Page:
Vishvesh Obla wrote:
> An interesting article at :
> Some passages that struck me:
> literary criticism as it has been practiced
> from Aristotle to Helen Vendler...
The Jan/Feb issue of _American Poetry Review_ came in today's mail, with
an amusing column by Donald Hall, mostly a set of musings on the habits
of poetry anthology editors. Very often such editors simply do a cut and
paste job from other anthologies. "Otherwise," by Hall's wife (Jane
Kenyon, has appeared in a number of anthologies. I quote:
****But in Helen Vendler's _Poems, Poets, Poetry_ it appears with an
_I live with cancer; I know there is an otherwise_.
48, Artist, Rockport, Maine
These words were not part of Jane's poem. Someone is quoted talking
about her own cancer (when Jane wrote "Otherwise," she was not ill). The
comment comwes from one of Robert Pinksy's anthologies in which he
openly and usefully and clearly includes remarks by the Americans who
have chosen the poems. In assembling _Poems, Poets, Poetry_ the editor
photocopied a page from Pinsky and forgot to remove Pinsky's
Of course it was probably one of Helen Vendler's grad students who did
the photocopying. A friend from Minnesota told me years ago how Robert
Penn Warren collected the poems for _Understanding Poetry_; he gave his
secretary a copy of some anthology and told her to retype the poems he
had checked off. That would have been before the days of photocopying.
P.S. I mentioned a month or two ago that I was browsing in Christopher
Ricks's _Dylan's Visions of Sin_ (a good book to browse in, but a little
too rambling to read straight through). Ricks has a fine account of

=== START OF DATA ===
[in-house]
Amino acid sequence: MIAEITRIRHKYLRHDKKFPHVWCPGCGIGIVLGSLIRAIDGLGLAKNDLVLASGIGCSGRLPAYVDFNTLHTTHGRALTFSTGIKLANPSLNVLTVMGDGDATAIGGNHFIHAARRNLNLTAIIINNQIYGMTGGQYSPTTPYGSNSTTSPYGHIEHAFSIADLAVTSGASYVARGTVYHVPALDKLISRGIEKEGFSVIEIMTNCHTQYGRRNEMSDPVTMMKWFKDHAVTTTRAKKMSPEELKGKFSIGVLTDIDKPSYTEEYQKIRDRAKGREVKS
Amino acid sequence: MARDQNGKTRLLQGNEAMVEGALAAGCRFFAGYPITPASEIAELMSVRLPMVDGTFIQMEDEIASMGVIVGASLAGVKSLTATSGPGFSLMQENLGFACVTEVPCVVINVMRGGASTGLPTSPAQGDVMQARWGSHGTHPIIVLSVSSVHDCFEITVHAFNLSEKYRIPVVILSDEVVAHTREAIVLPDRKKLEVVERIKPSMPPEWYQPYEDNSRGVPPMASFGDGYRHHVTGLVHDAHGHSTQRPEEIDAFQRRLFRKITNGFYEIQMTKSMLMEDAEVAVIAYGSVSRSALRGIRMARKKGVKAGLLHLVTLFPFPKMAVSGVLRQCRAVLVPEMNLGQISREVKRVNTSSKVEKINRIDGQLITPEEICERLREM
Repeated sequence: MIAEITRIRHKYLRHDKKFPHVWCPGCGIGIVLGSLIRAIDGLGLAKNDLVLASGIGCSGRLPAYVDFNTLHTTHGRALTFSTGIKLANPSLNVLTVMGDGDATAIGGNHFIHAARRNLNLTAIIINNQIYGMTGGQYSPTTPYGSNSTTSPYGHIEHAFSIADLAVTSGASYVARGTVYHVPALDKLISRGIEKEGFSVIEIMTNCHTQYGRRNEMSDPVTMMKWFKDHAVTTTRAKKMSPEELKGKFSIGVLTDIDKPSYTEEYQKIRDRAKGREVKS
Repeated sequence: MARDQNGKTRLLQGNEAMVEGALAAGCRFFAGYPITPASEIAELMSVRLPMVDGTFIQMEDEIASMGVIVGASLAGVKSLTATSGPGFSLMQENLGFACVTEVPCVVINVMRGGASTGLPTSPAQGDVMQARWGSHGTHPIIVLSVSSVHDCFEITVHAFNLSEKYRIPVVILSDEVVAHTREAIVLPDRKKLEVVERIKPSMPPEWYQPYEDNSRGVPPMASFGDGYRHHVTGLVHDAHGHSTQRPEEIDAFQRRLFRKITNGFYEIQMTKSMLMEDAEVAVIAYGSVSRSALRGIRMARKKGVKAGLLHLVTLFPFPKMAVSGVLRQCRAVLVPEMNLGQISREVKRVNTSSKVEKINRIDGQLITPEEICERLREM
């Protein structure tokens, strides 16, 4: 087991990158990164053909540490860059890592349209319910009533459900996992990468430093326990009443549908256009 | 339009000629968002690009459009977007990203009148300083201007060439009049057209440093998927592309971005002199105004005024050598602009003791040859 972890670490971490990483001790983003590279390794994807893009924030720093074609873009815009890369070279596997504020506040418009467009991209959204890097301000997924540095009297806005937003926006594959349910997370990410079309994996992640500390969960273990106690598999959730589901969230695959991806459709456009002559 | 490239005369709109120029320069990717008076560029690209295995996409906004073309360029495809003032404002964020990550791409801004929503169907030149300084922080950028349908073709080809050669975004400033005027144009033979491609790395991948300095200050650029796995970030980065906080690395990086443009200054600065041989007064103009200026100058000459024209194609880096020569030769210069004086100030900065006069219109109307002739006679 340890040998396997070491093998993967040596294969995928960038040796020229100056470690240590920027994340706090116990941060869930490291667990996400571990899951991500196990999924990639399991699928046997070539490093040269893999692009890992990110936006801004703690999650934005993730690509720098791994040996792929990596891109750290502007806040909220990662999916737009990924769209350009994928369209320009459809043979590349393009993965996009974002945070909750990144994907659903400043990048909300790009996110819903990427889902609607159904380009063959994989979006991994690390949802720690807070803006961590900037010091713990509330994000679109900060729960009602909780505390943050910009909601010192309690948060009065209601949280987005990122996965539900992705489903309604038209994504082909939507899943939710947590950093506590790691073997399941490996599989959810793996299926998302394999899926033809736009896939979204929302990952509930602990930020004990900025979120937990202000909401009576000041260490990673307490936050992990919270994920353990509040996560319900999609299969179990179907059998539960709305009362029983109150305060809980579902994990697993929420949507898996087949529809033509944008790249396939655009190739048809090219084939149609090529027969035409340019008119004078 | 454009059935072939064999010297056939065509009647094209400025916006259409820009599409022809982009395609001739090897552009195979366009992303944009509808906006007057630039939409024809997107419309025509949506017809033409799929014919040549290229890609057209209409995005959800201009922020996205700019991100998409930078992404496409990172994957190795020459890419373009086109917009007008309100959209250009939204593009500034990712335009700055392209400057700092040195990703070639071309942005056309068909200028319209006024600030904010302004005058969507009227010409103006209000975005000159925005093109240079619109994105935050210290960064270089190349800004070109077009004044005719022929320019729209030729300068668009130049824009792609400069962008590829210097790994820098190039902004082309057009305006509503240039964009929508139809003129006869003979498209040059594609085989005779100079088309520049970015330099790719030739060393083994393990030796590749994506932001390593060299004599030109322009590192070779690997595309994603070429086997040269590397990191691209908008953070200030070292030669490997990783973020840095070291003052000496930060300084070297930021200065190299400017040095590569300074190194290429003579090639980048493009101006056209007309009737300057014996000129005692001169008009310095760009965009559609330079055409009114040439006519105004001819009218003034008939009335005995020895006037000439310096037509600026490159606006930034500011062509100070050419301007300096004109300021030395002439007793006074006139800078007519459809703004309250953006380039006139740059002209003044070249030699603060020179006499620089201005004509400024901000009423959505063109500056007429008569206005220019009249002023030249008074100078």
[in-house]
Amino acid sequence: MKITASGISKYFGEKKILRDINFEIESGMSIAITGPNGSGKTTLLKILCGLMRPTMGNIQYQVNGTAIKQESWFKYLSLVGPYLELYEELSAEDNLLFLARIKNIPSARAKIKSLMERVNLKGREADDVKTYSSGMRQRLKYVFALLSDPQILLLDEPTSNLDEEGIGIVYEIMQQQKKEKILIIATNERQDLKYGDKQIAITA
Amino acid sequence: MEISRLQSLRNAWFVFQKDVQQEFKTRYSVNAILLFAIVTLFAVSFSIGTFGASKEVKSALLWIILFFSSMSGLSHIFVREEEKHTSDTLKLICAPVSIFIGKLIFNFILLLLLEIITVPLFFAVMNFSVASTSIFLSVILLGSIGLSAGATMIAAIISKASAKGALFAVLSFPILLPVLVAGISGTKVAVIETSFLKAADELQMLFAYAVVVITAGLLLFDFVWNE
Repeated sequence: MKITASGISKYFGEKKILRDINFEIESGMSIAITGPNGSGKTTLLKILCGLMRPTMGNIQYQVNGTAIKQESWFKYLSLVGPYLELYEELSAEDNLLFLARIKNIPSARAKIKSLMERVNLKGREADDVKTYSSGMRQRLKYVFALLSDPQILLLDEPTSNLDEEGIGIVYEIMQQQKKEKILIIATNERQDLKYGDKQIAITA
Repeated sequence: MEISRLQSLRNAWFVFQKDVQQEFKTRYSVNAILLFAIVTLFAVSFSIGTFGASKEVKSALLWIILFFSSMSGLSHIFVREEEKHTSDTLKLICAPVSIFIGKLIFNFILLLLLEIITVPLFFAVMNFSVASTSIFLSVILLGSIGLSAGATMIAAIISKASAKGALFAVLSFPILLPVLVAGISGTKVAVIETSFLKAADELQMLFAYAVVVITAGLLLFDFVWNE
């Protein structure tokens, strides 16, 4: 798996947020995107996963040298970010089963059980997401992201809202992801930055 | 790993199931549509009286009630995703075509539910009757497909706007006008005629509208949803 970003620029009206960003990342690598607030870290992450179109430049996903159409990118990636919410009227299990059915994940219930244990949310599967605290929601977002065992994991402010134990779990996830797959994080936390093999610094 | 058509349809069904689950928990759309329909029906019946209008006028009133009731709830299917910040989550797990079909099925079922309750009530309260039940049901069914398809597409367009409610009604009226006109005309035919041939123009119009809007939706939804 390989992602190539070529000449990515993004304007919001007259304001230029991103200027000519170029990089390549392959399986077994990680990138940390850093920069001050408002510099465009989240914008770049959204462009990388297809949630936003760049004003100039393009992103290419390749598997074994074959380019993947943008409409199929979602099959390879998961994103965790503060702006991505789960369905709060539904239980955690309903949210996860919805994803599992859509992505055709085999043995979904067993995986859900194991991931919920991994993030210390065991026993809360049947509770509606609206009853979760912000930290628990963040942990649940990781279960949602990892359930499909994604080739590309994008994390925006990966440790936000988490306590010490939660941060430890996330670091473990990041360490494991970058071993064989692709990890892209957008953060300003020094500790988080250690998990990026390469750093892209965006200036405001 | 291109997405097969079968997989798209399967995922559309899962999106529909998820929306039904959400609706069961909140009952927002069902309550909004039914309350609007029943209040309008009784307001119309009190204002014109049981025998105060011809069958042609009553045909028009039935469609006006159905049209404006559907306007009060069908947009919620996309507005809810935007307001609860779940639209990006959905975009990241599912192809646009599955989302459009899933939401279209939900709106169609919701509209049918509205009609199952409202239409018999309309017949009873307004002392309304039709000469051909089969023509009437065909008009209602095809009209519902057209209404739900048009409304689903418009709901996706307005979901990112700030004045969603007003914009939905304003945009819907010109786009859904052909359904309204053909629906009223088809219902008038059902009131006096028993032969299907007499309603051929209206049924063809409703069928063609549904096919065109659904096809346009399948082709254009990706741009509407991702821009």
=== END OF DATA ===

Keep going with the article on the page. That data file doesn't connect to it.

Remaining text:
what must be the best poem (at least in English) ever written by a
Song to Woody
I'm out here a thousand miles from my home,
Walkin' a road other men have gone down.
I'm seein' your world of people and things,
Your paupers and peasants and princes and kings.
Hey, hey Woody Guthrie, I wrote you a song
'Bout a funny ol' world that's a-comin' along.
Seems sick an' it's hungry, it's tired an' it's torn,
It looks like it's a-dyin' an' it's hardly been born.
Hey, Woody Guthrie, but I know that you know
All the things that I'm a-sayin' an' a-many times more.
I'm a-singin' you the song, but I can't sing enough,
'Cause there's not many men that done the things that you've done.
Here's to Cisco an' Sonny an' Leadbelly too,
An' to all the good people that traveled with you.
Here's to the hearts and the hands of the men
That come with the dust and are gone with the wind.
I'm a-leaving' tomorrow, but I could leave today,
Somewhere down the road someday.
The very last thing that I'd want to do
Is to say I've been hittin' some hard travelin' too.
The last two lines are a masterpiece of decorum, as Ricks points out (in
a different terminology). And Ricks is also illuminating on "The
Lonesome Death of Hattie Carroll" and "Like a Rolling Stone."